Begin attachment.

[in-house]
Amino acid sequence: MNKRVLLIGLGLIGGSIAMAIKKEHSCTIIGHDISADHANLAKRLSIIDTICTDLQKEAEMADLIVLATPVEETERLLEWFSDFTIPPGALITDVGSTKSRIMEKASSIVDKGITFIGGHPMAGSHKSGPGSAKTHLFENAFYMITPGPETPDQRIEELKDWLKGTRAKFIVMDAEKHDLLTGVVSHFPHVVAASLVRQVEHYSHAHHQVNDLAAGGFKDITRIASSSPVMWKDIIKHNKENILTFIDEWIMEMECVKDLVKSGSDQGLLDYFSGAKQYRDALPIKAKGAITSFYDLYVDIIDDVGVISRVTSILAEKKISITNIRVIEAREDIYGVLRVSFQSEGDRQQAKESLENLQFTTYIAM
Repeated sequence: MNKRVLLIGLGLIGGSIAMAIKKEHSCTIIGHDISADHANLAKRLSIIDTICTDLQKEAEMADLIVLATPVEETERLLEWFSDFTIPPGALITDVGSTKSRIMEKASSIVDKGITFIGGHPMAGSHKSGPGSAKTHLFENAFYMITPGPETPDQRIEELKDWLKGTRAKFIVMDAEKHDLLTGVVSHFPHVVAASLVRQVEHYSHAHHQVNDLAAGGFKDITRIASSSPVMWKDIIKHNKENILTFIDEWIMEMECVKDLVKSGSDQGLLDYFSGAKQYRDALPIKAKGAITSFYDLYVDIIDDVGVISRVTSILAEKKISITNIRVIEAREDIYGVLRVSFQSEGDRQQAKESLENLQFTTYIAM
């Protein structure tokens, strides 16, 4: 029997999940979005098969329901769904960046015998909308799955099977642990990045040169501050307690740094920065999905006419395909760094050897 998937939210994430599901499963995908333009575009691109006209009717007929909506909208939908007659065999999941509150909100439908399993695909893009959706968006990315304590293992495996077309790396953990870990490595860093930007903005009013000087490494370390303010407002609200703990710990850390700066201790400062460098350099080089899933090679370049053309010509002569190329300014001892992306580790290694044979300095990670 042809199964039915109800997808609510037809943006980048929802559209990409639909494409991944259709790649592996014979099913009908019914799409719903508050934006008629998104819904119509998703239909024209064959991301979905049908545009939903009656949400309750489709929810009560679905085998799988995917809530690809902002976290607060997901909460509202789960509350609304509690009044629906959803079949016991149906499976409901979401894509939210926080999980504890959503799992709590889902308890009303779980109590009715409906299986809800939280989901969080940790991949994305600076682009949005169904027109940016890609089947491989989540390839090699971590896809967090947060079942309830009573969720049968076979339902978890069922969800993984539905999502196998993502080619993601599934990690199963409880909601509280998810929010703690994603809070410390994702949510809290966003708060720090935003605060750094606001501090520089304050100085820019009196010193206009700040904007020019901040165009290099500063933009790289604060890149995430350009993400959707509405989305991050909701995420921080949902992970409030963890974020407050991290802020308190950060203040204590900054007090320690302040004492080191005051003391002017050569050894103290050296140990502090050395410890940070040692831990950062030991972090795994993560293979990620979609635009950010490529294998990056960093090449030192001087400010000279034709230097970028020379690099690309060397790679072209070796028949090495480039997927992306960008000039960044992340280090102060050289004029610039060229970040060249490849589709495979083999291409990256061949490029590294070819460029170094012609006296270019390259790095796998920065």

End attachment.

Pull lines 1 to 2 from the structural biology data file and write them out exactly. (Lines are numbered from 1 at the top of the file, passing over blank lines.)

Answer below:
[in-house]
Amino acid sequence: MNKRVLLIGLGLIGGSIAMAIKKEHSCTIIGHDISADHANLAKRLSIIDTICTDLQKEAEMADLIVLATPVEETERLLEWFSDFTIPPGALITDVGSTKSRIMEKASSIVDKGITFIGGHPMAGSHKSGPGSAKTHLFENAFYMITPGPETPDQRIEELKDWLKGTRAKFIVMDAEKHDLLTGVVSHFPHVVAASLVRQVEHYSHAHHQVNDLAAGGFKDITRIASSSPVMWKDIIKHNKENILTFIDEWIMEMECVKDLVKSGSDQGLLDYFSGAKQYRDALPIKAKGAITSFYDLYVDIIDDVGVISRVTSILAEKKISITNIRVIEAREDIYGVLRVSFQSEGDRQQAKESLENLQFTTYIAM